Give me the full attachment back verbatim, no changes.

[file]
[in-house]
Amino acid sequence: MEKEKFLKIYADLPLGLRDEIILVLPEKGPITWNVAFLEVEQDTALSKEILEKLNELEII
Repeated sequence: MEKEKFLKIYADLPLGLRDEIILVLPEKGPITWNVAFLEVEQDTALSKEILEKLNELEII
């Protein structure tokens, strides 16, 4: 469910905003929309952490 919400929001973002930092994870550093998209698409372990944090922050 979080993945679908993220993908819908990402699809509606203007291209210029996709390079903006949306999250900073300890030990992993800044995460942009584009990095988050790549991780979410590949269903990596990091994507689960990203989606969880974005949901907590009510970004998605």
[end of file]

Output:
[in-house]
Amino acid sequence: MEKEKFLKIYADLPLGLRDEIILVLPEKGPITWNVAFLEVEQDTALSKEILEKLNELEII
Repeated sequence: MEKEKFLKIYADLPLGLRDEIILVLPEKGPITWNVAFLEVEQDTALSKEILEKLNELEII
């Protein structure tokens, strides 16, 4: 469910905003929309952490 919400929001973002930092994870550093998209698409372990944090922050 979080993945679908993220993908819908990402699809509606203007291209210029996709390079903006949306999250900073300890030990992993800044995460942009584009990095988050790549991780979410590949269903990596990091994507689960990203989606969880974005949901907590009510970004998605």